Google's DoubleClick deal under scrutiny

Google seeking European and American approval for its £1.5 billion takeover of online ad firm DoubleClick.

Google has filed for European permission for its $3.1 billion (1.5 billion) takeover of DoubleClick, raising questions about the massive company's influence in online advertising.

As IT PRO reported, Google successfully bid for DoubleClick in April. Founded in 1996 and a survivor of the dot com bubble-burst, the firm provides display ads for sites all across the web, as well as ad revenue software. If Google's purchase is completed, it would provide them with access to DoubleClick's advertisement software as well as a foot in the door with their high profile web clients.

The European Commission (EC) will review the intricacies of the proposed merger, originally announced in April, and has set a deadline of October 26 to approve the deal, extend the research a further two weeks or unleash a thorough four month investigation. The Commission has begun by sending customers and competitors questionnaires to gauge their reaction to the deal.

Google will be forced to answer many of the same questions for the American Senate Judiciary subcommittee on antitrust when it convenes on September 27 to take a closer look at the merger. An ongoing investigation by the Federal Trade Commission (FTC) combined with attacks from private groups has followed the take over since it began nearly six months ago. The FTC has been investigating whether the marriage of Google and DoubleClick will pose a threat to the swiftly diminishing competition of online commercial marketing.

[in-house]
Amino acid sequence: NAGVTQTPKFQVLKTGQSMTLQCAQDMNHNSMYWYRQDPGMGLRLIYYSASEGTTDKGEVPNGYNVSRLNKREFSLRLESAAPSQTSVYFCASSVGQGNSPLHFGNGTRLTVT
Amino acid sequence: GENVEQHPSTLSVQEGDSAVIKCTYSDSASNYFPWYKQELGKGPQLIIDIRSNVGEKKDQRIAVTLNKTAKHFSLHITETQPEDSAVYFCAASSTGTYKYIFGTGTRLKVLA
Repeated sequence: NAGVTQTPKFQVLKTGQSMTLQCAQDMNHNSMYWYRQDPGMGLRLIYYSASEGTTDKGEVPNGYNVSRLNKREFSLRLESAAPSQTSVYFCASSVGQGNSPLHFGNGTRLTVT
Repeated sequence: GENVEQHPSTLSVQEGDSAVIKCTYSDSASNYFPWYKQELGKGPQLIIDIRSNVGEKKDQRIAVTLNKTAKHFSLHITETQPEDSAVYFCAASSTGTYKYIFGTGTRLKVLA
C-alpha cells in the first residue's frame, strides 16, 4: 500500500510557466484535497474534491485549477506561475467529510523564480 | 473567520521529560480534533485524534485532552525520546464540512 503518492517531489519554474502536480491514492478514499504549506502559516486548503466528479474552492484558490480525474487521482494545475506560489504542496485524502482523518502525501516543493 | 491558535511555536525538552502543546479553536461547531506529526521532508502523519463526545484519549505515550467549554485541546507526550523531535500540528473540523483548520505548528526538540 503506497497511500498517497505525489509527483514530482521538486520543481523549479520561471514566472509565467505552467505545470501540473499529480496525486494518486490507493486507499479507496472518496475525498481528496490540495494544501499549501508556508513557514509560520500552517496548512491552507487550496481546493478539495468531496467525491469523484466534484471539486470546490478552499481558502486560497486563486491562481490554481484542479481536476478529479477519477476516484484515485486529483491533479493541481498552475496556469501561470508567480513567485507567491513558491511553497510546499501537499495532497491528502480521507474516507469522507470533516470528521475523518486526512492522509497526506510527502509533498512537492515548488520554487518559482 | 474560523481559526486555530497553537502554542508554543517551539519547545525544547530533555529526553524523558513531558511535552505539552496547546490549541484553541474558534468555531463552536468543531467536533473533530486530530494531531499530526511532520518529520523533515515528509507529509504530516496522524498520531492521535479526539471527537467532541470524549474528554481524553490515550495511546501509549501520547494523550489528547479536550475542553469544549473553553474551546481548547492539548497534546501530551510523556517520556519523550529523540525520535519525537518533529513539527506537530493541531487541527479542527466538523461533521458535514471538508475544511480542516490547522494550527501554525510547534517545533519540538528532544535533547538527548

Among those private groups interested in the Senate's questioning is Microsoft, which will be sending one of their own executives, general counsel Brad Smith, to testify and are expected to argue that the deal raises competition and privacy issues. The antitrust rulings come on the heels of Microsoft's own antitrust ruling. Last week, the EU upheld its original 2004 decision that the software giant had abused its position of market dominance.

Microsoft has also been working behind the scenes attempting to block the multi-billion purchase, the Wall Street Journal reported, saying the firm tried to persuade internet companies, advertisers and regulators to oppose Google's acquisition. Through the use of public relations firm Burson-Marsteller, retained by Microsoft, 100 companies and organisations were warned that the merger would only further bolster the already domineering presence Google holds on the online marketplace.

Microsoft is not the deal's only big-name opponent. IT PRO reported widespread concern among its rivals in April. Yahoo released a statement requesting an in-depth review of the case that it believes "raises important questions about the future of internet advertising".

"These questions warrant an in-depth debate and review by a broad range of internet publishers, advertisers, service providers, and governments in Europe and elsewhere," said Toby Coppel, managing director of Yahoo Europe, in a statement at the time.

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